As is true in Mykonos Town, visitors strolling leisurely along the stone-paved promenade of the black sand beaches are accosted by restaurant proprietors urgently encouraging them to patronize their establishment. Famous for its cherry tomatoes, an island favorite is the Santorini salad (cherry tomatoes, red onions, kalamata olives, capers, feta cheese and olive oil), along with tomato fritters and melitinia (sweet cheese pastries made with mitzithra cheese and yogurt).
Many of these establishments are family-owned, and under the watchful eyes of elders dressed head to toe in black, owners’ children frequently run and play along the promenade until all hours of the evening. History buffs will be interested in walking around on the volcano responsible for creating the island, as well as visiting the architectural and folklore museums, archeological sites and beautiful churches there.
Excitement in Athens
Then … upon completion of this altered city tour … we were told by our guide that the metro, buses and taxis would stop running everywhere in the city at 4 pm, so we should make plans for returning to our hotel around that timeframe.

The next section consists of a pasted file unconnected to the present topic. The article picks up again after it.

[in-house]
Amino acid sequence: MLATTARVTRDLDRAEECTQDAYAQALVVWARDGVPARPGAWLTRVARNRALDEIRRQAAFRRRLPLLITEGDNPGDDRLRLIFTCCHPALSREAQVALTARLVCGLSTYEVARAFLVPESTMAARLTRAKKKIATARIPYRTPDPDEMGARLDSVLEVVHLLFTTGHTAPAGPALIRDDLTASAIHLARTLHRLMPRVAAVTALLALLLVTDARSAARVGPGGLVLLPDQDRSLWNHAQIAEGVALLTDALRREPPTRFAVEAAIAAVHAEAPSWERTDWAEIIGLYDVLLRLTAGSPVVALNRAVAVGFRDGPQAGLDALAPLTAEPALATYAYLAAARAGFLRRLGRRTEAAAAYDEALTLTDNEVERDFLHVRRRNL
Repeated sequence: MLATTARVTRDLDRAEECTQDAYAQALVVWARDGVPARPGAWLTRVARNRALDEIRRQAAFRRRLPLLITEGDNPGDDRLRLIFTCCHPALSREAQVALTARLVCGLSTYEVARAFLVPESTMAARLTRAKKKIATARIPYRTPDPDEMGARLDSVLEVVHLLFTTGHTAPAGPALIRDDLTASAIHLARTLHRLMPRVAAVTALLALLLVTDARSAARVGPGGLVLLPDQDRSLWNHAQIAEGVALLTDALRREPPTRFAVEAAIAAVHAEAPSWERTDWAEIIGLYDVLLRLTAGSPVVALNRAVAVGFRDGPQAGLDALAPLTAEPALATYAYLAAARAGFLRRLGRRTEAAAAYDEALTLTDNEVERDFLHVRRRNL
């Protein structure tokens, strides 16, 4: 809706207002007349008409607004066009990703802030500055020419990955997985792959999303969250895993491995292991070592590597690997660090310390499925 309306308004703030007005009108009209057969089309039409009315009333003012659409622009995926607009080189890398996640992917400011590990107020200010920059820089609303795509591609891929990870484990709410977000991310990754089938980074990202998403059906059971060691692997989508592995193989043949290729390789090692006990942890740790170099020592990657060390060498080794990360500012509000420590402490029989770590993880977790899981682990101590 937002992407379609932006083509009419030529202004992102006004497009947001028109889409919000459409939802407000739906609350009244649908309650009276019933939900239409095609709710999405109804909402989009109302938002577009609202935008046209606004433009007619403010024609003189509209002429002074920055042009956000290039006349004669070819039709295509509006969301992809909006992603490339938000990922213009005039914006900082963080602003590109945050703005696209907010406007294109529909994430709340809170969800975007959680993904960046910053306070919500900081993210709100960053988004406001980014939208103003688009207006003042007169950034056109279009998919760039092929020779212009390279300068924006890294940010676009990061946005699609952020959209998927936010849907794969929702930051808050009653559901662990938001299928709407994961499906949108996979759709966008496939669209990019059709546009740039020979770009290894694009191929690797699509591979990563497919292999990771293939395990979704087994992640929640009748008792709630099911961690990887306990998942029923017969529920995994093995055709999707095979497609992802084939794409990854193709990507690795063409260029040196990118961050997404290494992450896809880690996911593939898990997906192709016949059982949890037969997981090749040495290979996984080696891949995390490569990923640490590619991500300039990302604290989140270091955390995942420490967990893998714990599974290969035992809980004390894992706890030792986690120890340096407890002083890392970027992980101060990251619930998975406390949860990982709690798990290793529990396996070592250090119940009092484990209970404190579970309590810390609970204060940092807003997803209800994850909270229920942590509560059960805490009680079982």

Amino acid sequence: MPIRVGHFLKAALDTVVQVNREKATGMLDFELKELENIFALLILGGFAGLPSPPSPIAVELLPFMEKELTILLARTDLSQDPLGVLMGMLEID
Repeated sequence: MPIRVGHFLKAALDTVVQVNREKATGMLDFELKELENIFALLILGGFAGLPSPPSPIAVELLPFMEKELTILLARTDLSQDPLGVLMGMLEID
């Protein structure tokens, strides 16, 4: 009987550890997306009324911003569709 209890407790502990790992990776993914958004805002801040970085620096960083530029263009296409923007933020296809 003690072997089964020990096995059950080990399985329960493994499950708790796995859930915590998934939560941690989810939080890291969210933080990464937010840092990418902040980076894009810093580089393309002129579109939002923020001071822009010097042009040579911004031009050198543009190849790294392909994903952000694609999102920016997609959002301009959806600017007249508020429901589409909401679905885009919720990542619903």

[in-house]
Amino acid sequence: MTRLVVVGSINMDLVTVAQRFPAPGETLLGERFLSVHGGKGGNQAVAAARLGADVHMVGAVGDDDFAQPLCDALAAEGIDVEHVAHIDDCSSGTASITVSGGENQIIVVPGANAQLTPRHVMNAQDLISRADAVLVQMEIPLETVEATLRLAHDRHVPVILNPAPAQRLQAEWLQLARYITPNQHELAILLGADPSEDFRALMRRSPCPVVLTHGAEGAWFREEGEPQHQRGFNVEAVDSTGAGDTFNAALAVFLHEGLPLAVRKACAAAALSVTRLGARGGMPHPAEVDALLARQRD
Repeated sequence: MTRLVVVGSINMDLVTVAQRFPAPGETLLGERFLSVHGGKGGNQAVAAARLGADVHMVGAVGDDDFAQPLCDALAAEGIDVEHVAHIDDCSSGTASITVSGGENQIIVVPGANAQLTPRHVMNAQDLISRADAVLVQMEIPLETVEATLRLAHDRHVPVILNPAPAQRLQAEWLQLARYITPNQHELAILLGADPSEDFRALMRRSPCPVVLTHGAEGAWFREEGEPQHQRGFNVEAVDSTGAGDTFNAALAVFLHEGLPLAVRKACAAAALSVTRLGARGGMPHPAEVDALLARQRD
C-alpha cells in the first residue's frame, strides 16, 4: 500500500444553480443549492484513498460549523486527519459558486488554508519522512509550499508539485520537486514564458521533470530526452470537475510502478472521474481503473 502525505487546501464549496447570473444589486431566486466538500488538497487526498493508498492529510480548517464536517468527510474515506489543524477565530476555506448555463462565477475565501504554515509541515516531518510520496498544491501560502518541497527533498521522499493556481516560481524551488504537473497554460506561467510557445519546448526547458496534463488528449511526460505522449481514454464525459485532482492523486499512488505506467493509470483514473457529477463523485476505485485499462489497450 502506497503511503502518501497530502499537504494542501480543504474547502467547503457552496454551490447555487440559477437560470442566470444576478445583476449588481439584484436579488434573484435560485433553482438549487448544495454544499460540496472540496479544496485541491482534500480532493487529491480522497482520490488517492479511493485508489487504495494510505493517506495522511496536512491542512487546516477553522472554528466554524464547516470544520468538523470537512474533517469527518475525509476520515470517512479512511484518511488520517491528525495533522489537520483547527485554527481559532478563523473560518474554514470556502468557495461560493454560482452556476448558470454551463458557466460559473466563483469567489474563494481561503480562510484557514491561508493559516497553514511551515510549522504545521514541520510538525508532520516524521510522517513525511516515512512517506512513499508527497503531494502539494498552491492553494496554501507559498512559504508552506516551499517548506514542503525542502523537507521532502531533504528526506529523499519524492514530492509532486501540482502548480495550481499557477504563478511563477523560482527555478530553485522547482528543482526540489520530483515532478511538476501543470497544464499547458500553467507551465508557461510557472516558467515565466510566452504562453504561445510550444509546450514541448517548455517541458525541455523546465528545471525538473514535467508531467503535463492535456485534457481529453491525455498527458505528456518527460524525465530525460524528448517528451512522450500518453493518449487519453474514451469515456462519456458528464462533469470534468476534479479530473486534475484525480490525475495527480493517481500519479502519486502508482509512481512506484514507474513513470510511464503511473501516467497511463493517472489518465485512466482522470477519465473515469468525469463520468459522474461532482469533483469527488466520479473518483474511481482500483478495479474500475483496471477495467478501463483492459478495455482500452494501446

Abiding by that advice, after lunch and shopping for souvenirs in Plaka, my daughter-in-law and I entered the underground metro station at about 3:15pm, and before we knew it found ourselves below a demonstration that had turned into a riot. Unbeknownst to us a mob had set fire to a bank and tear gas was dispelled by the local police to quell the disturbance. That gas filtered into the metro station where we were changing trains. People were running everywhere and many hopped onto our train with wet cloths over their faces. Fortunately we only experienced a minimal burning in our eyes as our train immediately left the area, and we were soon safely back at our hotel on the outskirts of the rioting.
In spite of this excitement and some disappointment with the developments at the beginning of our trip, the tour of the city we finally did take was moderated by an incredibly informed guide from our tour company, Gate 1 Travel. A French teacher by education and employment, Anita, told us she had always wanted this guide job, and to achieve it needed to complete an extra 2 ½ years study of Grecian history. The knowledge she imparted proved invaluable. What we learned from her served us well when we finally did get to visit the Acropolis and the Parthenon on our return trip to Athens from the outlying Greek islands. It was definitely a trip we will never foreget. b
Gate 1 Travel offers discounted escorted tours, European river cruises, independent vacations and customized international vacation packages. They can be reached at www.gate1travel.com.